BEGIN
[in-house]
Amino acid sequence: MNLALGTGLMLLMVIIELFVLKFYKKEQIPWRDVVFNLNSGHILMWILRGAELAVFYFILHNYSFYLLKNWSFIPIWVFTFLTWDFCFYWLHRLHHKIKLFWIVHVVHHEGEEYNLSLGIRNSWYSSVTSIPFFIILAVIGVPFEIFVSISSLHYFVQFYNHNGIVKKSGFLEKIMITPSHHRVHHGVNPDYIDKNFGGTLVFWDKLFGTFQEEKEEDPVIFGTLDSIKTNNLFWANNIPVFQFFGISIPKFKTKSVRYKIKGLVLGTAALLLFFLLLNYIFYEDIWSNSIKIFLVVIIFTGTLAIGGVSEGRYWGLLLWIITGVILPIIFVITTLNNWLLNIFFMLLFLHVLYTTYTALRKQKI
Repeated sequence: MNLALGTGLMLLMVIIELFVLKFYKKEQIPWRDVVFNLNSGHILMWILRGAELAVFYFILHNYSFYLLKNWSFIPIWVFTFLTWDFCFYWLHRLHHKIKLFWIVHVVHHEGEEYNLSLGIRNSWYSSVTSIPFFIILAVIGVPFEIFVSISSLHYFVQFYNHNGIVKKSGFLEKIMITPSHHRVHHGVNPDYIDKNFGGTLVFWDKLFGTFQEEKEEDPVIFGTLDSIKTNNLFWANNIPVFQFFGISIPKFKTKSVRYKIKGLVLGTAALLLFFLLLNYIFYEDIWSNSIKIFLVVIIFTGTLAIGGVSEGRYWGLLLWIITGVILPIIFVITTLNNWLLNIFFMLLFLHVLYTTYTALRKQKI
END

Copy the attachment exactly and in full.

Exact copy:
[in-house]
Amino acid sequence: MNLALGTGLMLLMVIIELFVLKFYKKEQIPWRDVVFNLNSGHILMWILRGAELAVFYFILHNYSFYLLKNWSFIPIWVFTFLTWDFCFYWLHRLHHKIKLFWIVHVVHHEGEEYNLSLGIRNSWYSSVTSIPFFIILAVIGVPFEIFVSISSLHYFVQFYNHNGIVKKSGFLEKIMITPSHHRVHHGVNPDYIDKNFGGTLVFWDKLFGTFQEEKEEDPVIFGTLDSIKTNNLFWANNIPVFQFFGISIPKFKTKSVRYKIKGLVLGTAALLLFFLLLNYIFYEDIWSNSIKIFLVVIIFTGTLAIGGVSEGRYWGLLLWIITGVILPIIFVITTLNNWLLNIFFMLLFLHVLYTTYTALRKQKI
Repeated sequence: MNLALGTGLMLLMVIIELFVLKFYKKEQIPWRDVVFNLNSGHILMWILRGAELAVFYFILHNYSFYLLKNWSFIPIWVFTFLTWDFCFYWLHRLHHKIKLFWIVHVVHHEGEEYNLSLGIRNSWYSSVTSIPFFIILAVIGVPFEIFVSISSLHYFVQFYNHNGIVKKSGFLEKIMITPSHHRVHHGVNPDYIDKNFGGTLVFWDKLFGTFQEEKEEDPVIFGTLDSIKTNNLFWANNIPVFQFFGISIPKFKTKSVRYKIKGLVLGTAALLLFFLLLNYIFYEDIWSNSIKIFLVVIIFTGTLAIGGVSEGRYWGLLLWIITGVILPIIFVITTLNNWLLNIFFMLLFLHVLYTTYTALRKQKI